24 Identifier-locator unification

25 Identifier-locator unification  Mobility raises 5 fundamental problems… 1) Locating the mobile host and/or service 2) Preserving communication 3) Disconnecting gracefully 4) Hibernating efficiently 5) Reconnecting quickly The root cause of problems 1 and 2 is IP semantic overload i.e. identifier-locator unification; the last 3 are largely unaddressed!

26 QoS  DiffServ and IntServ are NOT built-in to the network or protocol independent  DiffServ does not provide end-to-end guarantees  IntServ requires cooperation amongst providers and network state  How do we provide protocol-independent QoS, built-in to the architecture, preserving E2E, without necessarily requiring network state etc?

27 Multicast and Caching

28 In summary…  No major changes have been made to the core protocols of the Internet since 1993 (CIDR)  The core protocols of the Internet are ossified while the needs have developed significantly

29 Contents  What’s wrong with the Internet today  What can we do about it?

30 Evolution vs. revolution  The Internet has developed from the 1970’s in an evolutionary way, with no big changes  As concluded before, this has led into a situation where it is very hard to make changes to the core protocols  Among researchers and developers of the Internet, there is a growing opinion that something fundamental has to be done at some point  It the Internet was to be designed from the scratch, it would probably become very different from what it has evolved to

31 Evolution vs. revolution  Various clean-slate solutions are current research topics and some of them may lead into a new Internet  It is possible that all the protocol layers, including the Internet Protocol, will change  However, it looks like any new solution would have to be able to operate as overlay above the existing IP infrastructure, in order to have a change to proliferate  The publish/subscribe paradigm (pub/sub) is one of the most promising new paradigms (for more information see and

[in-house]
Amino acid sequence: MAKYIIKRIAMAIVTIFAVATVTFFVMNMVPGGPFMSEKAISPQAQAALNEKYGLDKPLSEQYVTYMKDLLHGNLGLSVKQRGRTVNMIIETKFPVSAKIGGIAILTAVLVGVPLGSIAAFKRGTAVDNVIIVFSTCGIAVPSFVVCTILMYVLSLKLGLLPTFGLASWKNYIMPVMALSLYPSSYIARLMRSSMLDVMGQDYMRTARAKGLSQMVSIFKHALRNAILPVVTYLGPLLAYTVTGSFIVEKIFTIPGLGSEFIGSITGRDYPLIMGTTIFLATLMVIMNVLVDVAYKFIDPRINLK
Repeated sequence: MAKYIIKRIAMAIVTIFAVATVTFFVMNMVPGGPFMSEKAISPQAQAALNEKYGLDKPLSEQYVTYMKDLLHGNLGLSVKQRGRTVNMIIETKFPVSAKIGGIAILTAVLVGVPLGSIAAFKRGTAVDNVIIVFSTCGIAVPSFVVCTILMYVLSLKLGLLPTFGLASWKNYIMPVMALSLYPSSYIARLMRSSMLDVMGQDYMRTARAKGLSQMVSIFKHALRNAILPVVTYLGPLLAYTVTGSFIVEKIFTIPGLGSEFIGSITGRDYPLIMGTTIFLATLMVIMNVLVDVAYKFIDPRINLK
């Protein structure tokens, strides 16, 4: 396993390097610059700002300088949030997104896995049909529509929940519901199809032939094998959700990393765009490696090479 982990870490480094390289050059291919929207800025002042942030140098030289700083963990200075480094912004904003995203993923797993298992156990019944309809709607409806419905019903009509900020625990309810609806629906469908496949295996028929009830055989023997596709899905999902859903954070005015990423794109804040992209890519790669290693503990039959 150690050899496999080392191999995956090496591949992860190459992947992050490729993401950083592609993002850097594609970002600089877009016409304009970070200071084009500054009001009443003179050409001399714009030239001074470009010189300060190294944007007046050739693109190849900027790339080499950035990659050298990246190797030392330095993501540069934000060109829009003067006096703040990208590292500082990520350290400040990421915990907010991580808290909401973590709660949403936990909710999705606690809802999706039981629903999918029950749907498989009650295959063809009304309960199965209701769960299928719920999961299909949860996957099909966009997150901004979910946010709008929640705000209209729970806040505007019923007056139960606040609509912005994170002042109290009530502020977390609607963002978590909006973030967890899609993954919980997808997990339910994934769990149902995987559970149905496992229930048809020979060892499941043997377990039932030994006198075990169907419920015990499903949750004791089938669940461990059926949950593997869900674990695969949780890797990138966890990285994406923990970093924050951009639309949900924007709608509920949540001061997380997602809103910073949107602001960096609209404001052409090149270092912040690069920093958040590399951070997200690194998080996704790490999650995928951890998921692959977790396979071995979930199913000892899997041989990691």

32 Microeconomics  Over the past ten years, microeconomics have grown in importance  We need economic mechanisms that encourage people to do good for the community  The Internet was developed with public funds for research and education without any commercial considerations  If we want to inject resources into the network, it must be possible for the party paying for them to also receive (some of) the revenues  We need to create ways for companies and people to improve their own economies by doing things beneficial for the community

33 For tomorrow…  READ  Van Jacobson, Diana K. Smetters, James D. Thornton, Michael F. Plass, Nicholas H. Briggs, and Rebecca L. Braynard Networking named content. In Proceedings of the 5th international conference on Emerging networking experiments and technologies (CoNEXT '09). ACM, New York, NY, USA, DOI= /

34 Thank you for your attention! Questions? Comments?